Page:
Willow Smith Talked why She Really Shaved Her Head

Musician, model, fashion muse — in terms of celebrity child stars, Willow Smith’s résumé is pretty much front-and-back, single-spaced, nine-point font at this point. It’s a wonder then how she still finds time to practice archery, offer up her face to Chanel Beauty, get six piercings, and constantly change up her hair — the latter of which has kept people talking since her debut hit, “Whip My Hair,” back in 2010.

“Every single one of my dreads is like a stress ball for me,” Smith told Refinery29 at the Nyx Face Awards. “I twist them when I’m nervous, making them longer and longer, and I like the way my long hair moves when I’m performing. But I have tried so many different looks and colors that it’s made my hair a little weak, so my favorite is when I go all-natural.”


That’s why, in 2012, Smith buzzed it all off during the “Whip My Hair” tour. “I had to recuperate it, and it got to the point that I didn’t know what my natural hair looked like because I kept doing all this other stuff,” she says. “I’d look at baby pictures and see what my hair looked like, and I just got curious. Then I ended up bleaching it right after [ laughs].”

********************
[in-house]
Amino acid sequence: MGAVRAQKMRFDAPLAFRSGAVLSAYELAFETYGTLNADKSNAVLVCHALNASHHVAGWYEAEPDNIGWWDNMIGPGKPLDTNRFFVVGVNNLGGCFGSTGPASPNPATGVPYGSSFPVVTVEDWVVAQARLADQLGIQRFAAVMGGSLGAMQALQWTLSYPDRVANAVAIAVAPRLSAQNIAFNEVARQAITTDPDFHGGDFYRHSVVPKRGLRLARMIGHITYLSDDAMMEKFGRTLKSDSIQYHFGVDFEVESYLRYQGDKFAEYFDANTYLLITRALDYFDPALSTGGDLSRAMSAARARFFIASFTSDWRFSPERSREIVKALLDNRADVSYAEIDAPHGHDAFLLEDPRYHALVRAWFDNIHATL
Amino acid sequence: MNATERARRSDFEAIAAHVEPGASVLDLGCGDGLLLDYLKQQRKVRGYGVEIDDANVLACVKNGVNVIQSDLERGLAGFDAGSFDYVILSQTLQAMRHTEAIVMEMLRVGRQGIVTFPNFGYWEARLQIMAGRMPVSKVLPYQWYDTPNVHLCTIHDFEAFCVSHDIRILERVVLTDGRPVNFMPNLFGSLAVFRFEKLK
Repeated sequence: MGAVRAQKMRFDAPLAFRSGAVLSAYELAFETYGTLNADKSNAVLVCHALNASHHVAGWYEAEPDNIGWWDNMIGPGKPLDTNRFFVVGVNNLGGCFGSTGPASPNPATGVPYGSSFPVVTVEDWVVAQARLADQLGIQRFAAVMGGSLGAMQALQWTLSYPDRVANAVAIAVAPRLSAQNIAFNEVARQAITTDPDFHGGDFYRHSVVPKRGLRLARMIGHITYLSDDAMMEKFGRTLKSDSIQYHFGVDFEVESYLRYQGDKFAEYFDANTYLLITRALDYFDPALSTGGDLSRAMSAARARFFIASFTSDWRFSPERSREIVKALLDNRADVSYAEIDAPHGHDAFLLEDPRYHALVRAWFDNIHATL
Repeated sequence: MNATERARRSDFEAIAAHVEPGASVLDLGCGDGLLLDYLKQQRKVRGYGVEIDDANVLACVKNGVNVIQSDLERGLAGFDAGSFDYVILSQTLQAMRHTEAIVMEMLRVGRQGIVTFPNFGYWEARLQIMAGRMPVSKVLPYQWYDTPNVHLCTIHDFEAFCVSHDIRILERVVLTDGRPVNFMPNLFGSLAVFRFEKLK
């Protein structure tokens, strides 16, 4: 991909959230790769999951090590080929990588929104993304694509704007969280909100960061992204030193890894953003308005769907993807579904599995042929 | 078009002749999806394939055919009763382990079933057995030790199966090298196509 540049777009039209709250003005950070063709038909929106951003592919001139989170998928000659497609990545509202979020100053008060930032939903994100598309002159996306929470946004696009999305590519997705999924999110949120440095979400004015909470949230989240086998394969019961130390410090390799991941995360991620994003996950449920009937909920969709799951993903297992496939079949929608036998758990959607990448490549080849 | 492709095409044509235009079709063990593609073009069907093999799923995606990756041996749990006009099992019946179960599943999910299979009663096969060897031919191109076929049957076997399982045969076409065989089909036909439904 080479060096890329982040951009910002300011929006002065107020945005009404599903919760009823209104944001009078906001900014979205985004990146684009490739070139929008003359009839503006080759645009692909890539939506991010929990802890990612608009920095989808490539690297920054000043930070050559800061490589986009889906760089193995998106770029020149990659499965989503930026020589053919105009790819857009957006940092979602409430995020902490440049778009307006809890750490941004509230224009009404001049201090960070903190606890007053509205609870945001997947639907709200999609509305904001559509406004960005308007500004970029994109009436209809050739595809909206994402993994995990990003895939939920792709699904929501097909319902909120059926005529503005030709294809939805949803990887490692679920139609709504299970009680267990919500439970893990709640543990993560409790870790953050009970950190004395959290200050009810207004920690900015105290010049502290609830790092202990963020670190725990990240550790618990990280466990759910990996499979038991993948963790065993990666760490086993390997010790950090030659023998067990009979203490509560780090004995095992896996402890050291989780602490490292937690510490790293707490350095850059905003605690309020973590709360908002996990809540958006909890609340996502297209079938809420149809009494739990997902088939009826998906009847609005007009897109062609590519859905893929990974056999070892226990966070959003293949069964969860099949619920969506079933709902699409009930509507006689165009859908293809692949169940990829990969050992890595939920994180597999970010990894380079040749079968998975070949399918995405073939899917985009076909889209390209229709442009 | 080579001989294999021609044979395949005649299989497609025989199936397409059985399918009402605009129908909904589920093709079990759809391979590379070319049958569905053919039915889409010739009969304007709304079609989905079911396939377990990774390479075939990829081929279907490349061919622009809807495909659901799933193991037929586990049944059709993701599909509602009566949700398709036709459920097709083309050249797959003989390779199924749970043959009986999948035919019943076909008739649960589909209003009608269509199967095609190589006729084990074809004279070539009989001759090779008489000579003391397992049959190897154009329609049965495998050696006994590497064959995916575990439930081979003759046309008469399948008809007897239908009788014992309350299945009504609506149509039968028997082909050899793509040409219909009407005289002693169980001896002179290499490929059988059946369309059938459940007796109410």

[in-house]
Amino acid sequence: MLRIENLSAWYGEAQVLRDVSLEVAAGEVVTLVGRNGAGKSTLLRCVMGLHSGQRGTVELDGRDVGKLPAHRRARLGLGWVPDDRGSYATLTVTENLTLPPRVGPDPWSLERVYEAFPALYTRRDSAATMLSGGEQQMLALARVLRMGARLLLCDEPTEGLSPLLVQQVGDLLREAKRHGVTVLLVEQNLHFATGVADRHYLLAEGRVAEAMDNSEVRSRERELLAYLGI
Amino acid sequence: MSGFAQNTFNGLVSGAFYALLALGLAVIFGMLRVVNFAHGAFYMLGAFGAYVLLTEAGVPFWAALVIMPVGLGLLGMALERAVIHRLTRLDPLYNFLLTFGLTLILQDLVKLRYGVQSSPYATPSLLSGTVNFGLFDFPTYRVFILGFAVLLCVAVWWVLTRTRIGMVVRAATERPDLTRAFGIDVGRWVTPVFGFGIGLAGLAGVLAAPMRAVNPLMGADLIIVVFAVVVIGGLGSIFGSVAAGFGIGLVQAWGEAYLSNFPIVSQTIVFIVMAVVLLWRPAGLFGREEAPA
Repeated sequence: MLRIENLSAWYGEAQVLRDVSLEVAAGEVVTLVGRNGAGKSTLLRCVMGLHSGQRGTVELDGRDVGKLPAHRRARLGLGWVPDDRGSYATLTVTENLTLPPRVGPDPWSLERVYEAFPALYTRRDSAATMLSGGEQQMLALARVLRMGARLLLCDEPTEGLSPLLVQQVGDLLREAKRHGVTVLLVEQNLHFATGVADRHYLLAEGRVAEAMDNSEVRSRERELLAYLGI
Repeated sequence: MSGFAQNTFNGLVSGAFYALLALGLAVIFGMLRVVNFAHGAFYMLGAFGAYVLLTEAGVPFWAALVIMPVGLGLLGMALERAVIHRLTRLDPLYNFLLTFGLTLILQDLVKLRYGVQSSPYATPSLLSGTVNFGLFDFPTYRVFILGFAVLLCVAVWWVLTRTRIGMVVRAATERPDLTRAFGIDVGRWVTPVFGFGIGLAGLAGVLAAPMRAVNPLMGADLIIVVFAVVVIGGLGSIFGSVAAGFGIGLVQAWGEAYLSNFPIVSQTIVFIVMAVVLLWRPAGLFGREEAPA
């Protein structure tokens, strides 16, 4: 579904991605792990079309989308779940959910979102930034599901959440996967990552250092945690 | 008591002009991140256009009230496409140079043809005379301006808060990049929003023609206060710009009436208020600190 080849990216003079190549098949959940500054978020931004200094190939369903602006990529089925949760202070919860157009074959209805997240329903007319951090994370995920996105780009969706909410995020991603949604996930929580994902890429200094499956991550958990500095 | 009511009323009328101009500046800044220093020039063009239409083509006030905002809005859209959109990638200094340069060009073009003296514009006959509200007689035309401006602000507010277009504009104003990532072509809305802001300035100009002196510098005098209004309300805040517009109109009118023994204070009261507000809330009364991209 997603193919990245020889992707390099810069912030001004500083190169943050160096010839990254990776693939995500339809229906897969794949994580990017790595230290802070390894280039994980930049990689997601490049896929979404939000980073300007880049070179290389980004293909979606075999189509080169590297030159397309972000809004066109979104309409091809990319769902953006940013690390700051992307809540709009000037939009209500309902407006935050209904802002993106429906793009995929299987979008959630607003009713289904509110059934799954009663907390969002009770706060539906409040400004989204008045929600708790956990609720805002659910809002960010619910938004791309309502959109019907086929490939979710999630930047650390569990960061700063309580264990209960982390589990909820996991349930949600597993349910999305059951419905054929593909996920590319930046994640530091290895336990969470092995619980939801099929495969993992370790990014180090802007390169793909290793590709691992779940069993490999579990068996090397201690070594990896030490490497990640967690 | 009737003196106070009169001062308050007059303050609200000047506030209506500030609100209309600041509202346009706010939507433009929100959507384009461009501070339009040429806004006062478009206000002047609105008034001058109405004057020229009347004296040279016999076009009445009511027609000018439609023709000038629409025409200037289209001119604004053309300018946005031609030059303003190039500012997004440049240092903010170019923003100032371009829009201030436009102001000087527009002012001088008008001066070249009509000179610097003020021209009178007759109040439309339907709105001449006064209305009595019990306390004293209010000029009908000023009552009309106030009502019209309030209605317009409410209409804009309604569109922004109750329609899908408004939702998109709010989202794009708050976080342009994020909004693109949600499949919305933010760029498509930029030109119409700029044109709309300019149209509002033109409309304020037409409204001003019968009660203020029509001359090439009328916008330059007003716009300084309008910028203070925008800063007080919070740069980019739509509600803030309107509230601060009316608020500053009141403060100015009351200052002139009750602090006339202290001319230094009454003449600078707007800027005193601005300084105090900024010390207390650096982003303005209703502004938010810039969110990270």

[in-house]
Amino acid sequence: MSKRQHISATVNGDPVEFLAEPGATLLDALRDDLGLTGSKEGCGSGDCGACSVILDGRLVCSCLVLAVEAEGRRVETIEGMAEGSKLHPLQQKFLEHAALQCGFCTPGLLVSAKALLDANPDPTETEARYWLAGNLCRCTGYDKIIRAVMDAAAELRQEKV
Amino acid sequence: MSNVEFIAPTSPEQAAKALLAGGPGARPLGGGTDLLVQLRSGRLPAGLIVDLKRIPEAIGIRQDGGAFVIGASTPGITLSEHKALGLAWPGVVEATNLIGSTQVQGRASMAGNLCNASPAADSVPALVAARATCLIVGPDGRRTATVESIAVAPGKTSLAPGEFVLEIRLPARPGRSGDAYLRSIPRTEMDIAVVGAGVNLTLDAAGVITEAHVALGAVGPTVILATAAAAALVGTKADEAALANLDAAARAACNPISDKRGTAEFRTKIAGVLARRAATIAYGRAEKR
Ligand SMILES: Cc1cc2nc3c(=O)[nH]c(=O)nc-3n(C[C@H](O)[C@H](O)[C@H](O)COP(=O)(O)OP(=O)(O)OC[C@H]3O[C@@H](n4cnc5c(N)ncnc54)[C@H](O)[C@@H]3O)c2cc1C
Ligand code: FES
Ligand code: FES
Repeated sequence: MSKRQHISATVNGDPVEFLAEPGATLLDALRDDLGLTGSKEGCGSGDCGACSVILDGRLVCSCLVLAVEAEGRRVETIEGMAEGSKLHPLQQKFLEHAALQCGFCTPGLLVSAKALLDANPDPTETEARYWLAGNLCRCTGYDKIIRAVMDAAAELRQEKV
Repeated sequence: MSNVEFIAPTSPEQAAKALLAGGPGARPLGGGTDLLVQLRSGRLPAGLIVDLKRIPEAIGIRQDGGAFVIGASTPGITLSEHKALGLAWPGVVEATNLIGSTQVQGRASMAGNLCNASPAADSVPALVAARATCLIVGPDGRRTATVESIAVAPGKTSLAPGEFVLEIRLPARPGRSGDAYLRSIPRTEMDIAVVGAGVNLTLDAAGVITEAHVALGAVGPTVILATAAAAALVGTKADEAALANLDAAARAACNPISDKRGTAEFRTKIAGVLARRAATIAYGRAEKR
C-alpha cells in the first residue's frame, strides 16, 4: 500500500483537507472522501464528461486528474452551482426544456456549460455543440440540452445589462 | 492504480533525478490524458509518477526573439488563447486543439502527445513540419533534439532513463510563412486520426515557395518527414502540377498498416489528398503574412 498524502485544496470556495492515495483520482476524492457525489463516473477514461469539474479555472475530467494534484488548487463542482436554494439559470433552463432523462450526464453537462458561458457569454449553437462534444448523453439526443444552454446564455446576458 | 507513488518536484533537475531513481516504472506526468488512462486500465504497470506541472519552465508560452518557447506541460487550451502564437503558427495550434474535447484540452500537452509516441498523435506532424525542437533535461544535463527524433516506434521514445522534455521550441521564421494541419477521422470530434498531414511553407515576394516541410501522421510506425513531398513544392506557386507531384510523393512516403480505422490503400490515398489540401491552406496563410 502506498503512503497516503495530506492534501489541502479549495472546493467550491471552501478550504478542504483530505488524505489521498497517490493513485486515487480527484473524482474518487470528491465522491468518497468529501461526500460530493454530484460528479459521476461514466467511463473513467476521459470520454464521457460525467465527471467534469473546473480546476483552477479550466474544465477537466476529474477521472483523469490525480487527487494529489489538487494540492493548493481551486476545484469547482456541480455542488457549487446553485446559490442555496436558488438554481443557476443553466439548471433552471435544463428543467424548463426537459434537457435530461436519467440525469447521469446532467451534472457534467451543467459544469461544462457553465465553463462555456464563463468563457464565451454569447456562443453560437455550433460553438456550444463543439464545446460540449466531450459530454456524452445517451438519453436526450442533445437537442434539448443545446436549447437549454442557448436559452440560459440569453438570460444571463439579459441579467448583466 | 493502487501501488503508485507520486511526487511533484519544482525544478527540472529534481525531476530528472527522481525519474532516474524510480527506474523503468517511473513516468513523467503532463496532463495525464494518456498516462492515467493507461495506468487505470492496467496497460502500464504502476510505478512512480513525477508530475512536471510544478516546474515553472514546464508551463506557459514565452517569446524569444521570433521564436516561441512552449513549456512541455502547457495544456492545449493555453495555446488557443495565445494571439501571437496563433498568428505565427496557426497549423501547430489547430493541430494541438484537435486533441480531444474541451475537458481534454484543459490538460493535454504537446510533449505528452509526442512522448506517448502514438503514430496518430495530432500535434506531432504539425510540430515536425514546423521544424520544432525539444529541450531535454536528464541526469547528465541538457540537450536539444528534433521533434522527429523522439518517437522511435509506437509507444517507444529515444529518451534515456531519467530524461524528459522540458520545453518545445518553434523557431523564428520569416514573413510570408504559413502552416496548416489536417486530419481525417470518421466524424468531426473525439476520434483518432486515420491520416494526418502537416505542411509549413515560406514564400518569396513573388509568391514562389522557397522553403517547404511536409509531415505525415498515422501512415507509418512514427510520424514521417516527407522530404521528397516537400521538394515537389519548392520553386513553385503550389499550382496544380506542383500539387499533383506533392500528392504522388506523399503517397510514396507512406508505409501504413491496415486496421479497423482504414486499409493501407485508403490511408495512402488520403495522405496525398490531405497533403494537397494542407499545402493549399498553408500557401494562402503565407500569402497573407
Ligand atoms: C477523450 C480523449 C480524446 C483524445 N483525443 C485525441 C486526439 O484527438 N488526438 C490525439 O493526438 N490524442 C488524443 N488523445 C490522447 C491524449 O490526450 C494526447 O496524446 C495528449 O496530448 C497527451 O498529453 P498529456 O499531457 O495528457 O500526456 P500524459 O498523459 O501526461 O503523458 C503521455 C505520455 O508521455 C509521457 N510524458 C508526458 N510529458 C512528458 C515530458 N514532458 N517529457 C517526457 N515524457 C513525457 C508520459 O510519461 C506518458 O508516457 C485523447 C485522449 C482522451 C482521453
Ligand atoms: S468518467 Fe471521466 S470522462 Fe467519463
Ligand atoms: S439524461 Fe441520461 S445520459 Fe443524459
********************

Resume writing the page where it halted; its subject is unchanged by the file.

This shouldn’t come as a surprise, of course. Change is an ethos loudly embraced by Smith, who’s spoken out against gender stereotypes — an evolved stance to take at 16 years old.

“I’m a Black female in the 21st century,” she explains. “My favorite color isn’t pink; it’s black. I’m not obsessed with getting married or having kids. Gender norms put people in boxes and don’t allow them to really get to their full potential as a human being. Slowly but surely, dudes are starting to wear nail polish and become more in tune with their feelings. Change is happening, and it’s very exciting.”

That opinion is one her famous parents, Will and Jada Pinkett, let her discover on her own. “We’re similar in so many ways,” Smith says, referring to her mom. “When she was younger, she was all about reforming the paradigms. She’s still about speaking for what you believe in, but at the same time, she’s grown and she’s realized that anger and anxiety don’t get you anywhere. She imparts that wisdom on me, allowing us to see what really happens in the world, but also letting us know what we’re loved and have a place to be our true selves. That’s what’s important to me.”


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